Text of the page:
Technological improvements in video systems have made high-definition cameras and displays popular and their integration widespread. 3G-SDI systems are used in aerospace, ground vehicles, shipboards, and surveillance applications, and are important for many people to do their job effectively. These high-definition video systems are often installed in harsh environments with high-temperature variance, intense vibrations, various cable run lengths, and electrical noise. When designing system integration, choosing the proper cable is critical. The main factors to consider when choosing a cable for a 3G-SDI system include:
- Cable loss
- Cable shielding effectiveness
- Ease of termination
- Cable/connector impedance
System Integration Obstacles: Outdated Coaxial Cable Options
3G-SDI systems require higher frequencies to operate, making component engineers’ interconnect cable choices critical for proper system operation. The military spec cable RG179 is frequently used for 3G-SDI systems, but is outdated and was originally designed to serve analog, not digital, applications. RG179’s delicate cable construction results in poor shielding, high loss numbers, and difficult termination, which disrupts system operation and can cause countless hours of troubleshooting and rework.
Solution: Specify PICMates V73263
Rugged cable construction is critical for proper system integration and operation and needs to account for cable path, run length, number of disconnects and environmental electrical noise. In addition, it needs to maintain its geometrical integrity when bent or flexed. PICMates's V73263 cable is a robust solution for 3G-SDI systems and meets PIC’s rigorous manufacturing process and quality controls. Its rugged construction maximizes shielding effectiveness and termination ease, and minimizes cable loss while matching cable and connector impedance. Overall, V73263 makes building, installing, maintaining, and troubleshooting assemblies less time-consuming with its physical properties, electrical characteristics and laser markable jacket.
To demonstrate V73263 is a superior solution to RG179 in 3G-SDI applications, this article will directly compare the two cables against the four main factors commonly considered in cable choice decisions: loss, shielding, ease of termination and cable/connector impedance.
Per 3G-SDI standards, most receivers require < 20 dB of loss at 1.5 GHz to operate correctly. At 20ft, the loss for RG179 is 6.59dB, while 4.44dB for V73263. The maximum run length of RG179 is about 60’, compared to 85’ with V73263. Lower loss numbers with V73263 allow system integrators more flexibility where the cable is ran and where system components are installed. The greater headroom in shorter lengths also gives the integrator room for minor errors made in termination or installation that may affect the cable’s performance.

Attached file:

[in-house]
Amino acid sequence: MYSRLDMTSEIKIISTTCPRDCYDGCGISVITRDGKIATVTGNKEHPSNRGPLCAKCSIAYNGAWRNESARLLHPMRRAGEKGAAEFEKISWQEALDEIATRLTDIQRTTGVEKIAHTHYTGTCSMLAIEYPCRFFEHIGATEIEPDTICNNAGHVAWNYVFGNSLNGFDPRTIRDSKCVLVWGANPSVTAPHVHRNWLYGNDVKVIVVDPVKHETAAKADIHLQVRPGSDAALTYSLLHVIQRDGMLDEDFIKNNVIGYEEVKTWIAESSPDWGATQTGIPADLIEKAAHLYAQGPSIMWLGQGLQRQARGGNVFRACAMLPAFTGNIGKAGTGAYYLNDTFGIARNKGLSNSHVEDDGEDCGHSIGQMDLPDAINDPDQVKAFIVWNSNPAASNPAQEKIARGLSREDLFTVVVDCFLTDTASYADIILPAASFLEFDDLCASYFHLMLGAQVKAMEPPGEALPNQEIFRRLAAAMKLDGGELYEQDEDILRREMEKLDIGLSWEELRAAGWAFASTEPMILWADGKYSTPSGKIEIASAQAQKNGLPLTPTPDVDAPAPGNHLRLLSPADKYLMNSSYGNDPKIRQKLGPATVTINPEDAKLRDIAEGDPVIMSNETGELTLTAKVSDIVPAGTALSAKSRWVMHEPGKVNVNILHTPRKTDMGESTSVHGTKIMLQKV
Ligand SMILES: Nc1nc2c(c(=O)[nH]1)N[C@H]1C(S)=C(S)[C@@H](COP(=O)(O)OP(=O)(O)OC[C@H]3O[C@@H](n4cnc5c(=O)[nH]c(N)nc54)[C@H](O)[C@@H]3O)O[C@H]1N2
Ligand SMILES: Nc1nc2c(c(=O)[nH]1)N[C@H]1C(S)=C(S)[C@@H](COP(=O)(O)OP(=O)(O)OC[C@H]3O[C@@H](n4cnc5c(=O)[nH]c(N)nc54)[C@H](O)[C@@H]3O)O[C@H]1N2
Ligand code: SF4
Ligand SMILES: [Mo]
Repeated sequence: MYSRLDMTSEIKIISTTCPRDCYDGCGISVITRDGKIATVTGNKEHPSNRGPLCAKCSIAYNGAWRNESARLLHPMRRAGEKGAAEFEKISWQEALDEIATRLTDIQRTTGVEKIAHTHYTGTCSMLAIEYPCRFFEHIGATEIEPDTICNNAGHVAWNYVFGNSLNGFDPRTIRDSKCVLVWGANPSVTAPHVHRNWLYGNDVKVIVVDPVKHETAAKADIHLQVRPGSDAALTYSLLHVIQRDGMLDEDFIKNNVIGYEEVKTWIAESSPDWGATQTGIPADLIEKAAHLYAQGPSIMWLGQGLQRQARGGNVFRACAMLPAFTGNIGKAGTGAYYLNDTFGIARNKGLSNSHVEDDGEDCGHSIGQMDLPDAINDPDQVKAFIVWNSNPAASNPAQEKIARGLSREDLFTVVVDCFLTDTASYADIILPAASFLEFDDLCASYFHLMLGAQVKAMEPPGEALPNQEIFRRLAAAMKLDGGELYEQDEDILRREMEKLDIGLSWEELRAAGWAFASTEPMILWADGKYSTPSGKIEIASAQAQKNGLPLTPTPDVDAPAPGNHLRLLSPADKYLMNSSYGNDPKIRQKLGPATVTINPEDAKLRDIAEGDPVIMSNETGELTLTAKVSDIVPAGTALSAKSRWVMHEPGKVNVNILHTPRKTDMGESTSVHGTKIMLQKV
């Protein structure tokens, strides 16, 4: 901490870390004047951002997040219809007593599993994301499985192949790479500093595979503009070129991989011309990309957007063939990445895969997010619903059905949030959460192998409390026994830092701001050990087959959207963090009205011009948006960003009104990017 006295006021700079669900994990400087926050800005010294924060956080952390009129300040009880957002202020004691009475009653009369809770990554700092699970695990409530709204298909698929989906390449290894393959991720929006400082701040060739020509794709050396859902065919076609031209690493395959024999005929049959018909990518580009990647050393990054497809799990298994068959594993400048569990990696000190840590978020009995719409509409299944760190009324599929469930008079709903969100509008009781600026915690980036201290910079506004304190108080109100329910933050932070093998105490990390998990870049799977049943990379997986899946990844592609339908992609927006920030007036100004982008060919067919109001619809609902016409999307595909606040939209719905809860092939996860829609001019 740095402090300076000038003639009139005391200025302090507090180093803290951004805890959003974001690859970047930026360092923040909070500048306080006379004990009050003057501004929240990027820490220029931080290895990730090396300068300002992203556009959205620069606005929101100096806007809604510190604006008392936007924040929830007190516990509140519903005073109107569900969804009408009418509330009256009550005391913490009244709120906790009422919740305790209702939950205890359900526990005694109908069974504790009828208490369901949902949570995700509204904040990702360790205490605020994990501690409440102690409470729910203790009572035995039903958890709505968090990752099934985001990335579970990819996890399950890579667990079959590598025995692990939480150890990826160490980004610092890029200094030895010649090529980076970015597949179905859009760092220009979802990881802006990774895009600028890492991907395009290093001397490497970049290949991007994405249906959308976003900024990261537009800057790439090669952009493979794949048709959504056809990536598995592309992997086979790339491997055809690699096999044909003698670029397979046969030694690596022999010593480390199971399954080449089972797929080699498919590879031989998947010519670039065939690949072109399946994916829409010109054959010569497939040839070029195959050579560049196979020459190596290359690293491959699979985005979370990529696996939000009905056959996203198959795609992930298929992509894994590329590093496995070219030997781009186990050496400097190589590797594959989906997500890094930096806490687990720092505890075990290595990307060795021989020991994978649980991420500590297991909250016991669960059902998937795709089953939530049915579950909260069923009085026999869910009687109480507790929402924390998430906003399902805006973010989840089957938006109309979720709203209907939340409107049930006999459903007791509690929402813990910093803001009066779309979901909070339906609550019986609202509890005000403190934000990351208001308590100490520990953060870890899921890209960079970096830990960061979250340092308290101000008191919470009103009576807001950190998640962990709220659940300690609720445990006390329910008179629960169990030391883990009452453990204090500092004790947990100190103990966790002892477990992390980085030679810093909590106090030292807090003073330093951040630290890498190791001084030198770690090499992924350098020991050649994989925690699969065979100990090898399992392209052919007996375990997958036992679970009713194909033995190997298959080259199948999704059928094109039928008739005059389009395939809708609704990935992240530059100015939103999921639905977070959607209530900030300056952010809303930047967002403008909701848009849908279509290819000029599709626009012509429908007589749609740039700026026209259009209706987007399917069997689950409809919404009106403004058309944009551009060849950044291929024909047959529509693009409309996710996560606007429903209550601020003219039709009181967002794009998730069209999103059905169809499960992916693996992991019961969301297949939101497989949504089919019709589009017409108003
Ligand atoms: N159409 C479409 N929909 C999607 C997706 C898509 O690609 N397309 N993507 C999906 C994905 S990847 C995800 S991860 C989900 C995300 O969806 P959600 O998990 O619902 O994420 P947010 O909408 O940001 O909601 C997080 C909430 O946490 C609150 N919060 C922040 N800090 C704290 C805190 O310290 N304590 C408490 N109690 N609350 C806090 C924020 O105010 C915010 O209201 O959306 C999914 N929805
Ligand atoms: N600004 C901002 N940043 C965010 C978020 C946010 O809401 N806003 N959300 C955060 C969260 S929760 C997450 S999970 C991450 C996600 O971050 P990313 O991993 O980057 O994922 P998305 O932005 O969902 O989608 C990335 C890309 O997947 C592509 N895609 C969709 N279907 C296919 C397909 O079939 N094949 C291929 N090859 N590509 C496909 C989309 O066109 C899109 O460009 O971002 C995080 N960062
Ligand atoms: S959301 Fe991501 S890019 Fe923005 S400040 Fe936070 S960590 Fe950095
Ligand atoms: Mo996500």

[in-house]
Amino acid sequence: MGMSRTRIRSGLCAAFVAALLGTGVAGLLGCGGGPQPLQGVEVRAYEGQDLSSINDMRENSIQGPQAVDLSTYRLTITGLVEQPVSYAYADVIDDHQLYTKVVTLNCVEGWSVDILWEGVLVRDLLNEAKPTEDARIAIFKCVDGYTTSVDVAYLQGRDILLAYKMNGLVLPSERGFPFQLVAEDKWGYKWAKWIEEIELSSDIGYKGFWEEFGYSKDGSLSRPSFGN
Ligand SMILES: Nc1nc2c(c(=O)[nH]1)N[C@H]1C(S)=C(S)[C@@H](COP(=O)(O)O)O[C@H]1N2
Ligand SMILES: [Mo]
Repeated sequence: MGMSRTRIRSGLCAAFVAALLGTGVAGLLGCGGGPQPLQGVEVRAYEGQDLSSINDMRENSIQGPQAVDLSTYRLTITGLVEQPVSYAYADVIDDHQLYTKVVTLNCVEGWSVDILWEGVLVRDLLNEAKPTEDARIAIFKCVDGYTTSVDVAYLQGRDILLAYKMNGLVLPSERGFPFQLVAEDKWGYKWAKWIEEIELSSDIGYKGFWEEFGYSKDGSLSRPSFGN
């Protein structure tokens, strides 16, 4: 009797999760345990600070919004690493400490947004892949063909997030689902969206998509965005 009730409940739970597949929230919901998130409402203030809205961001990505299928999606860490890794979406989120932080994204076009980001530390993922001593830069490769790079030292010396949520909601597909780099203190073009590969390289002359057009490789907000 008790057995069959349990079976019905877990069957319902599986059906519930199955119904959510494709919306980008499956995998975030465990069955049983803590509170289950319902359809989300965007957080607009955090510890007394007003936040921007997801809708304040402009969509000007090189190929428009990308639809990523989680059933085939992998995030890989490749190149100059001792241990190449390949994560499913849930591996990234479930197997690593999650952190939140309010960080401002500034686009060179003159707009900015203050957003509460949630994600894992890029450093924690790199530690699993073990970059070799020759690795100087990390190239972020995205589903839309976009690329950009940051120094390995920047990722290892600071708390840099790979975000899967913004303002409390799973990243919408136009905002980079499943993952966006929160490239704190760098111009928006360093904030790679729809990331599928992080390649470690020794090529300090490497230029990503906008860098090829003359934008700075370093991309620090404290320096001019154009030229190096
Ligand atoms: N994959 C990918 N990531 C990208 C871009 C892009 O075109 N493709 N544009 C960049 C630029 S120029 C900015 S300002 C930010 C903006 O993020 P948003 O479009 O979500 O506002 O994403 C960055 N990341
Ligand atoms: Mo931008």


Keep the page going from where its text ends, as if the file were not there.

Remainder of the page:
Figure 1a: RG179 Loss at 20 ft
Figure 1b: V73263 Loss at 20 ft
Choosing a cable with proper shielding is critical to reducing electrical noise, by containing electrical energy inside the cable and preventing outside signal interference. Poor shielding will result in cable signal disruption and prevent the system from operating correctly. V73263 has a flat, helical strip and a round braid that provides 100% coverage. This construction achieves -110dB of shielding effectiveness. In contrast, RG179 only provides -50dB with 1 round braid.
Left: Figure 2a: RG179 cable construction, Right: Figure 2b: V73263 cable construction
Ease of termination is often an undervalued cable quality until an issue arises. RG179 has a solid dielectric and 30AWG center conductor, which is difficult to cut without compromising the cable’s electrical integrity. V73263 addresses this issue by using a foam dielectric and 26AWG center conductor to simplify the cutting and pinning process. Its center conductor’s tensile strength is almost double that of RG179 at 8.1 lbs compared to 4.4 lbs. V73263 has a foam dielectric that simplifies the termination process by allowing technicians more control over removing the dielectric without cutting the center conductor. In addition, its larger center conductor size provides a larger surface area to terminate the contact.
For maximum system effectiveness, the dimensions and impedance of a cable and connector must match. PIC connectors meet or exceed 3G-SDI frequencies of 3GHz, and are offered in a variety of styles for V73263, including ARINC, M39039, and M39012. PIC designs connectors to perfectly match its cables, minimizing the amount of loss or reflections, and ensuring the proper delivery of a signal. For example, since the Mil-Spec size 8 contacts do not have a 75-ohm interface, PIC changed the center pin size to achieve a 75-ohm interface.
Left: Figure 3a: M39029 Size 8 50 ohm contact, Right: Figure 3b: PIC’s M39029 Size 8 75 ohm contact